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The Green Revolution in the Global South, The Green Revolution in the Global South, 0817320512, 0-8173-2051-2, 978-0-8173-2051-5, 9780817320515, , NEXUS: New Histories of Science, Technology, the Environment, Agriculture, and Medicine, The Green Revolution in the Global South, 0817392823, 0-8173-9282-3, 978-0-8173-9282-6, 9780817392826, , NEXUS: New Histories of Science, Technology, the Environment, Agriculture, and Medicin

The Green Revolution in the Global South
Science, Politics, and Unintended Consequences
R. Douglas Hurt

Trade Cloth
2020. 280 pp.
18 B&W figures
Price:  $49.95 s
E Book
2020. 280 pp.
18 B&W figures
Price:  $49.95 d

A synthesis of the agricultural history of the Green Revolution
The Green Revolution was devised to increase agricultural production worldwide, particularly in the developing world. Agriculturalists employed anhydrous ammonia and other fertilizing agents, mechanical tilling, hybridized seeds, pesticides, herbicides, and a multitude of other techniques to increase yields and feed a mushrooming human population that would otherwise suffer starvation as the world’s food supply dwindled.
In The Green Revolution in the Global South: Science, Politics, and Unintended Consequences, R. Douglas Hurt demonstrates that the Green Revolution did not turn out as neatly as scientists predicted. When its methods and products were imported to places like Indonesia and Nigeria, or even replicated indigenously, the result was a tumultuous impact on a society’s functioning. A range of factors—including cultural practices, ethnic and religious barriers, cost and availability of new technologies, climate, rainfall and aridity, soil quality, the scale of landholdings, political policies and opportunism, the rise of industrial farms, civil unrest, indigenous diseases, and corruption—entered into the Green Revolution calculus, producing a series of unintended consequences that varied from place to place. As the Green Revolution played out over time, these consequences rippled throughout societies, affecting environments, economies, political structures, and countless human lives.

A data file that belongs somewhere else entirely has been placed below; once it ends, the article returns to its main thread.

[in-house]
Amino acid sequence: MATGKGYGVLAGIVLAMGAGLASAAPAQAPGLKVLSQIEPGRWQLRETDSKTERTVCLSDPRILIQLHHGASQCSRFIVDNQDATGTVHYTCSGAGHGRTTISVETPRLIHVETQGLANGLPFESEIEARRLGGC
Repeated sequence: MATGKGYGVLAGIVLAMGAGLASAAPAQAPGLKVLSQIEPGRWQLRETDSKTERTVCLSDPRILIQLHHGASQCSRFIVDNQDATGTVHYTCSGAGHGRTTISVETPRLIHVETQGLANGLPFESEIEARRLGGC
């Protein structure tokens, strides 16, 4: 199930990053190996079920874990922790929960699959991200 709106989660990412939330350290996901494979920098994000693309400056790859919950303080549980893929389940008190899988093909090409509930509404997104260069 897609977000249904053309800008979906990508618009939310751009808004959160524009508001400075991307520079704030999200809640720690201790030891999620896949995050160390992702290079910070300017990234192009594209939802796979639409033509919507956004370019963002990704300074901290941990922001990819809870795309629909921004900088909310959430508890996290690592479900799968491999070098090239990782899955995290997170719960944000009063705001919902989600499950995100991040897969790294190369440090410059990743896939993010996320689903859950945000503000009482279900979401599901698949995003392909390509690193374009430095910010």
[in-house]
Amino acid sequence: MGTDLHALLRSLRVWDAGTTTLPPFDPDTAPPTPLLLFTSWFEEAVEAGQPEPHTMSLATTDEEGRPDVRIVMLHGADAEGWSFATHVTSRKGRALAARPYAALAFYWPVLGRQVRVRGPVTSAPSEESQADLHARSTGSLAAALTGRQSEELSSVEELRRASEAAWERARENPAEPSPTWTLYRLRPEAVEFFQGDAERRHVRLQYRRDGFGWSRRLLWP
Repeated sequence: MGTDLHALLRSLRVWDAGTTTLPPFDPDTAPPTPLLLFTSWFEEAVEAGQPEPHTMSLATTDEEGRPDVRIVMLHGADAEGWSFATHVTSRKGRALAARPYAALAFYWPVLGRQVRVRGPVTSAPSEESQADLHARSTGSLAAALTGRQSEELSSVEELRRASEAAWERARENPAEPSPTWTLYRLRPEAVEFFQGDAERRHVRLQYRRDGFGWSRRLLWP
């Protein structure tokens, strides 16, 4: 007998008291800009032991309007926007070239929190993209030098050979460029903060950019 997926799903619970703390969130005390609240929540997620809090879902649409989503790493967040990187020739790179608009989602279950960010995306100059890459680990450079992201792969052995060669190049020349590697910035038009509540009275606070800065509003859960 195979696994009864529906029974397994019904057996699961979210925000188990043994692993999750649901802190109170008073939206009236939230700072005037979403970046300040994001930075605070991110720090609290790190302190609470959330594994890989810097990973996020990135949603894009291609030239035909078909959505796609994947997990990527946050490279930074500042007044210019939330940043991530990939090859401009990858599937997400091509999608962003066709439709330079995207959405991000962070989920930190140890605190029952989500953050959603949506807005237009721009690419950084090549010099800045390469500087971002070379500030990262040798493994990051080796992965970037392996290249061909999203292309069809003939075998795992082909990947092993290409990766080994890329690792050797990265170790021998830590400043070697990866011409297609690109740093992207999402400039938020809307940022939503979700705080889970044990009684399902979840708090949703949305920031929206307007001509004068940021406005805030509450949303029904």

Analyzing change over time, almost decade by decade, Hurt shows that the Green Revolution was driven by the state as well as science. Rather than acknowledge the vast problems with the Green Revolution or explore other models, Hurt argues, scientists and political leaders doubled down and repeated the same missteps in the name of humanity and food security. In tracing the permutations of modern science’s impact on international agricultural systems, Hurt documents how, beyond increasing yields, the Green Revolution affected social orders, politics, and lifestyles in every place its methods were applied—usually far more than once.
R. Douglas Hurt is professor of history at Purdue University. He is author of Agriculture and the Confederacy: Policy, Productivity, and Power in the Civil War South; The Big Empty: The Great Plains in the Twentieth Century; and The Great Plains during World War II. He is former editor of Agricultural History, former president of the Agricultural History Society, Fellow of the Agricultural History Society, and Affiliate Fellow of the Center for Great Plains Studies at the University of Nebraska.

“The book's insights have much to teach readers amidst ongoing efforts to enhance agricultural production through genetic modification. This volume will be of most interest to those focusing on environmental history and agriculture. Recommended.”

“This is an important book because it takes on a subject laden with emotion, ideology, myth, and distortion for more than half a century. It is crisply written, fast-paced and based upon thorough, carefully documented research and brings a fresh, balanced, much-needed, and much welcomed historical approach to the subject.”
—David Vaught, author of Cultivating California: Growers, Specialty Crops, and Labor, 1875–1920
The Green Revolution in the Global South is unusual is the author’s even-handed approach to the Green Revolution. He does not take sides but instead illuminates the respective positions of the Green Revolution’s advocates and critics. Hurt writes clearly and offers countless apt examples throughout.”
—Howard P. Segal, coauthor of Technology in America: A Brief History
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